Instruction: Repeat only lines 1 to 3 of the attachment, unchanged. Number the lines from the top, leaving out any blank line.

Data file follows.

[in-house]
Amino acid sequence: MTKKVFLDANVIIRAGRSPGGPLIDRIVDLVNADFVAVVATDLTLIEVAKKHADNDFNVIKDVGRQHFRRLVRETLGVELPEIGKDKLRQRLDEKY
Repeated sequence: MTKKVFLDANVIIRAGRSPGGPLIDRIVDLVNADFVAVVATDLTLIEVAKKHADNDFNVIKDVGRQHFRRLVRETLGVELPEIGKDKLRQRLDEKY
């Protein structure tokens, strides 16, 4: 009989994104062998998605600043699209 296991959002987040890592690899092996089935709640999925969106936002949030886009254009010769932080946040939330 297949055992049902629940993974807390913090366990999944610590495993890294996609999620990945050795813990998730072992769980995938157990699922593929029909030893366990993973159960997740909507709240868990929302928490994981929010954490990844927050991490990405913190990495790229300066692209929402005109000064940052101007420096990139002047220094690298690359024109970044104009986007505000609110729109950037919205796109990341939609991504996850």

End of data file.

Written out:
[in-house]
Amino acid sequence: MTKKVFLDANVIIRAGRSPGGPLIDRIVDLVNADFVAVVATDLTLIEVAKKHADNDFNVIKDVGRQHFRRLVRETLGVELPEIGKDKLRQRLDEKY
Repeated sequence: MTKKVFLDANVIIRAGRSPGGPLIDRIVDLVNADFVAVVATDLTLIEVAKKHADNDFNVIKDVGRQHFRRLVRETLGVELPEIGKDKLRQRLDEKY